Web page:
Mitochondria : Get sick sometimes

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And a sick mitochondrion usually, is not a very good thing.


There is even a mitochondrial police force. Constantly on patrol for mitochondria that 

aren't feeling well, behaving erraticaly, gotten flimsy, can't maintain their proton geadients, gotten old. 


And these valiant old and sick mitochondria are rounded up, isolated in a bubble called a lysosome (there are other bubbles, but 'lysosome' gets the point across), and there they are destroyed.


Lysosomes don't mess around very long. The blade drops. They destroy.


And because the human body is wonderful, the bits and pieces of the now broken up mitochondria that are no longer suffering ill health, are recycled to provide substrate, building blocks, to make new ones.


That's life.


You need ATP. Me too.

So if the machine that makes it gets all feblunget (Yiddish for really confused and a mess), watch out.


In some ways it is fortunate, even if sad, but a fetus with significant errors in the mitochondrial DNA of its still forming cells, will probably not survive to birth. It inherited that mitochondrial DNA from Mom only. None from Dad (200 mito's in the midportion of the sperm's tail, but it doesn't enter the oocyte). We won't blame Mom for the result. In spite of her single fertilized ovum having about 20 000 mito's, some that were donated to form the fetus weren't quite right. The mitochondrai know that: "This will never do !" And it's been going on like that from Mom, back to GrandMa, and yes, to Great GrandMa and before. All the way back to "Mitochondrial Eve." Really? Yes. Google her.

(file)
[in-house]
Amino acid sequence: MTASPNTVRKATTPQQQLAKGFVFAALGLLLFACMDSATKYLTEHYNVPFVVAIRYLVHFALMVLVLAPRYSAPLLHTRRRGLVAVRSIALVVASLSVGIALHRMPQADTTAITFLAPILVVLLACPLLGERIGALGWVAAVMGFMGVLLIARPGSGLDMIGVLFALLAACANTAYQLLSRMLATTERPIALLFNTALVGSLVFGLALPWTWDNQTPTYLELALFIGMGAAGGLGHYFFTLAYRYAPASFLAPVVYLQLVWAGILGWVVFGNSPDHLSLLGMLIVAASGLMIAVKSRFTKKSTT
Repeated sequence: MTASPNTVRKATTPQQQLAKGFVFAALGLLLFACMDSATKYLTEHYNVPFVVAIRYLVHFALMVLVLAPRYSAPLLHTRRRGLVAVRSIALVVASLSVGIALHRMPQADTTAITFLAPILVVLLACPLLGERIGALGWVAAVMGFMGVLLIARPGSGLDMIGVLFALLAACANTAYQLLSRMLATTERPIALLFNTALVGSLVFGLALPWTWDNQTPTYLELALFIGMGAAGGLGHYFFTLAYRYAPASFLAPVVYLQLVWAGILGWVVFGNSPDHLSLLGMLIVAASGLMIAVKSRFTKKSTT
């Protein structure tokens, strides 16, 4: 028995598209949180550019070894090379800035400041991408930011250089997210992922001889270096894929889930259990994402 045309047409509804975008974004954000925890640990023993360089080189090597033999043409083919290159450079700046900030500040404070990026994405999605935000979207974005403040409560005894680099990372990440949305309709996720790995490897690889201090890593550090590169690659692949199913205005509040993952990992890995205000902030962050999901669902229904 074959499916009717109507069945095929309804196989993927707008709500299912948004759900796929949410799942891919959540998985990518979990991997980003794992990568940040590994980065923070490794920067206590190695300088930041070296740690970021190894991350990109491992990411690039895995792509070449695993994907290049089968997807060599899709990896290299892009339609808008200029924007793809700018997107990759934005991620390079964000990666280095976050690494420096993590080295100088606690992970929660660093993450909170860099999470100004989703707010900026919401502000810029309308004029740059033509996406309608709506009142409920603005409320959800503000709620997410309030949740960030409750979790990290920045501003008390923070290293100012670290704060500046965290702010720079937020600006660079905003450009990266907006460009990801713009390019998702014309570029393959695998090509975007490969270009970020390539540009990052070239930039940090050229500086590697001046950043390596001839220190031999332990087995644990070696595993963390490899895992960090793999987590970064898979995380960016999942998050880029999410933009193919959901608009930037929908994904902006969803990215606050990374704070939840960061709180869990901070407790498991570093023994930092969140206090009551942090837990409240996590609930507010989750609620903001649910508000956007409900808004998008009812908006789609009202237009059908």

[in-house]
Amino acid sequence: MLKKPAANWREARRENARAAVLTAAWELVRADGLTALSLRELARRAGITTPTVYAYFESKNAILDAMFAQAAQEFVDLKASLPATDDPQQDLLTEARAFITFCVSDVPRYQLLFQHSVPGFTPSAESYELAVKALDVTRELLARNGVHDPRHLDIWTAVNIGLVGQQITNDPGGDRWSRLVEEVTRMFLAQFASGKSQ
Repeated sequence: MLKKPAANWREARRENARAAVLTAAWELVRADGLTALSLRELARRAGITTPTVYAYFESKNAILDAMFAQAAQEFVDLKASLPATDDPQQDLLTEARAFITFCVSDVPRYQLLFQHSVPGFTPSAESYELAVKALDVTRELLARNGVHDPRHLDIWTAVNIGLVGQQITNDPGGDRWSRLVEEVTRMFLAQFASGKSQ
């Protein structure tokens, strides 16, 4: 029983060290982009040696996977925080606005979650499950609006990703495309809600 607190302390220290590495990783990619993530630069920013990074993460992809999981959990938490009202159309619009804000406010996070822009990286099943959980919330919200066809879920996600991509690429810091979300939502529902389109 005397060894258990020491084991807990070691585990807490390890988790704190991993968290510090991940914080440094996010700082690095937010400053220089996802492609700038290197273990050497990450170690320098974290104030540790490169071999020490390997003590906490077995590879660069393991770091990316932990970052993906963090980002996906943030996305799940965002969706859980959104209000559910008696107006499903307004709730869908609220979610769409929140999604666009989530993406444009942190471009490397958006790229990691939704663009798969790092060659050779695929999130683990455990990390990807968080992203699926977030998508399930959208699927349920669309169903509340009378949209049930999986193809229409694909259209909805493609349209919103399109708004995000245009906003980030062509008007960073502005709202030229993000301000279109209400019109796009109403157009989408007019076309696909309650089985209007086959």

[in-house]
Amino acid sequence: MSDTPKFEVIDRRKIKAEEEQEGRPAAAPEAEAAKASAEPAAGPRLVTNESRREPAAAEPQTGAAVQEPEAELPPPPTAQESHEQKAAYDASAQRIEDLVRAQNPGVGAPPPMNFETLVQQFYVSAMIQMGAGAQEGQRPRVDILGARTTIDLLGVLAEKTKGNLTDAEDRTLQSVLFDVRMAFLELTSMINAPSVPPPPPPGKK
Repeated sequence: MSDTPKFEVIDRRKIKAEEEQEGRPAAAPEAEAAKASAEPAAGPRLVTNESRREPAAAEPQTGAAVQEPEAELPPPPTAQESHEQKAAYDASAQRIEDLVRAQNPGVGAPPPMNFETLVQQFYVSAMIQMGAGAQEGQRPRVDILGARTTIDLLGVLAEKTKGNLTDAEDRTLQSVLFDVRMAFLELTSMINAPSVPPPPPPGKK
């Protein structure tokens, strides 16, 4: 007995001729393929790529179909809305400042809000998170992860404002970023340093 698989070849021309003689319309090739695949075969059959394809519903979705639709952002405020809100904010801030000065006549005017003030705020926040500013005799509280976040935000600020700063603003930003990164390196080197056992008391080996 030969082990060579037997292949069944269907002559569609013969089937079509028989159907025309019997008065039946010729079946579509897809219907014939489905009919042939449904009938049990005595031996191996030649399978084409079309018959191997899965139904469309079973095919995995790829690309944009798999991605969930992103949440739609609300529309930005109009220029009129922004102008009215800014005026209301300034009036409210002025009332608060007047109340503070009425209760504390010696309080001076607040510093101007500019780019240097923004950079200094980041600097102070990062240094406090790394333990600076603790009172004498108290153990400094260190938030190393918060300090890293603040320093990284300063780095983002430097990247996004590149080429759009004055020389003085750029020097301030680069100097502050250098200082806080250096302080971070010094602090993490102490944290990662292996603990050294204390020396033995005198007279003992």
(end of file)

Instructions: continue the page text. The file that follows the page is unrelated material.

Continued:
Mitochondrial Eve



And those with mitochondrial DNA errors that do survive intrauterine development and are born, frequently have a whole list of major problems. Many do not live beyond 2 years of age.




This should not be a stopping point. It simply underlines the primal importance of our mitochondria.


Here are some more sources of information about these unfortunate (though fortunately uncommon: 1 per 10 000 births for example) illnesses.


Now we'll move on. Back to "long-term" COVID-19.


Is "long-term" COVID-19 a mitochondrial disease?


We think so. The coronavirus is sure of what it did, on purpose, but it doesn't care. 

It is hyperfocused on everything required to use our mitochondria for the virus's high-energy requiring making of baby viruses. SARS-CoV-2 doesn't carry its own energy source. We're it.


Is there anyone else out there, a bit more human perhaps than a virus who isn't at all human of course, who thinks so? Who thinks that SARS-CoV-2 just clobbers our mitochondria. Hijacks them. Can't wait to do so ???




So, ...


"More info on mitochondrial diseases please." >>>>>


"I'm willing to accept that sick mitochindria are a problem.

Let's see those links of mitochondria to "long-term" COVID-19." >>>>>



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